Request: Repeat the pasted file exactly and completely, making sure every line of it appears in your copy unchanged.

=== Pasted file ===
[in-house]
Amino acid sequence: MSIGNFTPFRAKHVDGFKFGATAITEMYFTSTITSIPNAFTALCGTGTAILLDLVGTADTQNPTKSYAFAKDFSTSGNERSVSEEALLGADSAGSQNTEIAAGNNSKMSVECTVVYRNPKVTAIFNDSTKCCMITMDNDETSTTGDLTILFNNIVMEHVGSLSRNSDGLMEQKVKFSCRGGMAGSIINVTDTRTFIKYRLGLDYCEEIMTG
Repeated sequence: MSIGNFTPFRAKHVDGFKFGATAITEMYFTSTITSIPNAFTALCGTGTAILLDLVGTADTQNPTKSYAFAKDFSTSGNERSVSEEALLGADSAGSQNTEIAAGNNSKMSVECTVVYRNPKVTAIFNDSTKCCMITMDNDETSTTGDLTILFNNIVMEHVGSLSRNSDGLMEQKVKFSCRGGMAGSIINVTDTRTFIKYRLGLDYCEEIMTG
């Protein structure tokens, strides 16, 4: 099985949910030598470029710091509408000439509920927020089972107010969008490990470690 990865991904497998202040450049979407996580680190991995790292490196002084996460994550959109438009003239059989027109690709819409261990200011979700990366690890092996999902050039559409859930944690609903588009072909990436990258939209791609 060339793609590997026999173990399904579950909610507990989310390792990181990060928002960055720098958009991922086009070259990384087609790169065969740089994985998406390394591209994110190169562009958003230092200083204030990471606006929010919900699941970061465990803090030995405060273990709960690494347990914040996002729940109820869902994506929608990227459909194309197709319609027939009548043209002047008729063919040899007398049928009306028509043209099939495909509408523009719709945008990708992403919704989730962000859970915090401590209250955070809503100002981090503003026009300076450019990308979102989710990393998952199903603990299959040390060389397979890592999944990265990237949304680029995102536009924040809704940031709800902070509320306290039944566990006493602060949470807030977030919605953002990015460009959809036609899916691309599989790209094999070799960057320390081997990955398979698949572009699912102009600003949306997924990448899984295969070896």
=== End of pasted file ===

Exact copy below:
[in-house]
Amino acid sequence: MSIGNFTPFRAKHVDGFKFGATAITEMYFTSTITSIPNAFTALCGTGTAILLDLVGTADTQNPTKSYAFAKDFSTSGNERSVSEEALLGADSAGSQNTEIAAGNNSKMSVECTVVYRNPKVTAIFNDSTKCCMITMDNDETSTTGDLTILFNNIVMEHVGSLSRNSDGLMEQKVKFSCRGGMAGSIINVTDTRTFIKYRLGLDYCEEIMTG
Repeated sequence: MSIGNFTPFRAKHVDGFKFGATAITEMYFTSTITSIPNAFTALCGTGTAILLDLVGTADTQNPTKSYAFAKDFSTSGNERSVSEEALLGADSAGSQNTEIAAGNNSKMSVECTVVYRNPKVTAIFNDSTKCCMITMDNDETSTTGDLTILFNNIVMEHVGSLSRNSDGLMEQKVKFSCRGGMAGSIINVTDTRTFIKYRLGLDYCEEIMTG
């Protein structure tokens, strides 16, 4: 099985949910030598470029710091509408000439509920927020089972107010969008490990470690 990865991904497998202040450049979407996580680190991995790292490196002084996460994550959109438009003239059989027109690709819409261990200011979700990366690890092996999902050039559409859930944690609903588009072909990436990258939209791609 060339793609590997026999173990399904579950909610507990989310390792990181990060928002960055720098958009991922086009070259990384087609790169065969740089994985998406390394591209994110190169562009958003230092200083204030990471606006929010919900699941970061465990803090030995405060273990709960690494347990914040996002729940109820869902994506929608990227459909194309197709319609027939009548043209002047008729063919040899007398049928009306028509043209099939495909509408523009719709945008990708992403919704989730962000859970915090401590209250955070809503100002981090503003026009300076450019990308979102989710990393998952199903603990299959040390060389397979890592999944990265990237949304680029995102536009924040809704940031709800902070509320306290039944566990006493602060949470807030977030919605953002990015460009959809036609899916691309599989790209094999070799960057320390081997990955398979698949572009699912102009600003949306997924990448899984295969070896």